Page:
Dogs adapt well to the amputation of a hind limb and are usually mobile almost immediately, although they may forget they have less leg power (especially if jumping on to furniture). Mast cell tumours will vary in size depending on release of histamine, but amputation is best as there is little skin and tissue on limbs to comfortably take a 2cm margin of healthy tissue and to suture the wound closed; removing less would be irresponsible. I’ve added two links below to some reputable sources on mast cell tumours. Regards Dr Callum Turner DVM
http://veterinarynews.dvm360.com/canine-cutaneous-mast-cell-tumors-current-cocnepts-patient-management
http://ovc.uoguelph.ca/icci/trials/Evaluation-of-the-antihistaminic-effects-of-diphenhydramine-in-dogs-undergoing-excision-of-mast-cell-tumors

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Stella
Labrador Retriever
9
Serious condition
0 found helpful
Serious condition

My nine-year-old black lab has torn the ligaments in her right hind knee. They say the surgery to fix it somewhat could be three to $6000. I can't afford that so I am wondering if amputation is it another solution. Her quality-of-life is gone to zero she can't even run on the trail she can only walk in pain.

Dr. Callum Turner, DVM
977 Recommendations
Amputation is always an option and whilst not ideal, is an option for some people when surgery is cost prohibitive or not practical; given the pain and discomfort, it may be worth having the limb amputated. As Veterinarians, we like to allow a dog to keep all four legs if there is that option; with amputation of a hind limb, most owners are surprised how adaptive dogs are to having only three legs. This is something you should discuss with your Veterinarian. Regards Dr Callum Turner DVM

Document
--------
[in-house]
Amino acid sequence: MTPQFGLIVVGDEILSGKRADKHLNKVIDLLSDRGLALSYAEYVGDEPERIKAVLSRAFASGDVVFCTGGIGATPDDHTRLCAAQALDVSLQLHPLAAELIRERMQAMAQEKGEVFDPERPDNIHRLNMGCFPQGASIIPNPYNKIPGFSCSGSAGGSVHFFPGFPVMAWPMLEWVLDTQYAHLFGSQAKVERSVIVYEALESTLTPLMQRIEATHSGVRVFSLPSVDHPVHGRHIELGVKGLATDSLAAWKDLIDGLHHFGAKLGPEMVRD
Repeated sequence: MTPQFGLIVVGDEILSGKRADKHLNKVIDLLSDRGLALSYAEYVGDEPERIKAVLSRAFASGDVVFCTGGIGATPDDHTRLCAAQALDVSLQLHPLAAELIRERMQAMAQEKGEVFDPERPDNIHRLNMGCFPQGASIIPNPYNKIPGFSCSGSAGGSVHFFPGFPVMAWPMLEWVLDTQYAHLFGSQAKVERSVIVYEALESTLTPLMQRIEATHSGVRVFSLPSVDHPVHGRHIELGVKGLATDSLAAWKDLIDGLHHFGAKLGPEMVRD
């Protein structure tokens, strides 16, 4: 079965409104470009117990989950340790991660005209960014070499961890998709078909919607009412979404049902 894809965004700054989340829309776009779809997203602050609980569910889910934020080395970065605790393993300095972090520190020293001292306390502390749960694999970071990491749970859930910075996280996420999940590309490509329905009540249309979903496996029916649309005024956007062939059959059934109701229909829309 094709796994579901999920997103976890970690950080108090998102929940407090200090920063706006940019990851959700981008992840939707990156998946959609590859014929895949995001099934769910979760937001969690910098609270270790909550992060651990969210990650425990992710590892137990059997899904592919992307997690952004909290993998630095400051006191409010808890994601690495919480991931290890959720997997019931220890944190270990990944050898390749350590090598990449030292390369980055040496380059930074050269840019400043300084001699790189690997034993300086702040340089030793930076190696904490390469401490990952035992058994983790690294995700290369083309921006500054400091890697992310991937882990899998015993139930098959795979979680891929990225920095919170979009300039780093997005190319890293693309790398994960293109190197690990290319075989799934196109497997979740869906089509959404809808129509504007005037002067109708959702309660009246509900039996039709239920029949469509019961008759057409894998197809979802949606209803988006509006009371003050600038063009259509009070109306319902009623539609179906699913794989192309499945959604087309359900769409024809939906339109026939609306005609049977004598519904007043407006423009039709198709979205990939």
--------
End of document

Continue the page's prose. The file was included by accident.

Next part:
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Bud
Doberman
7 Years
Moderate condition
0 found helpful
Moderate condition

Has Symptoms

Pain

Medication Used

none

My daughter received an estimate for amputation of her dog's leg of $4,000. He has quite a bit of pain in his elbow but no confirmation of any diagnosis after $1,000's in diagnostics.

Is this a reasonable estimate or should we look around. Do you have any recommendations near Sacramento CA.

Dr. Callum Turner, DVM
977 Recommendations

California is very expensive for Veterinary care, a typical national cost of forelimb amputation in dogs is around $2,000 (for simple cases). Given your location, You are only 20 miles away from UC Davis Veterinary School which has world class facilities. Regards Dr Callum Turner DVM

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Dunkin
Labradoodle
12 Years
Moderate condition
0 found helpful
Moderate condition

Has Symptoms

Cyst on his tail
Open wound

We may have to have our dog's tail amputated. My question is- if our vet says he can do it, but there is "less risk " if we use a surgeon- what is the risk involved with having the vet do the procedure vs. having a surgeon do it?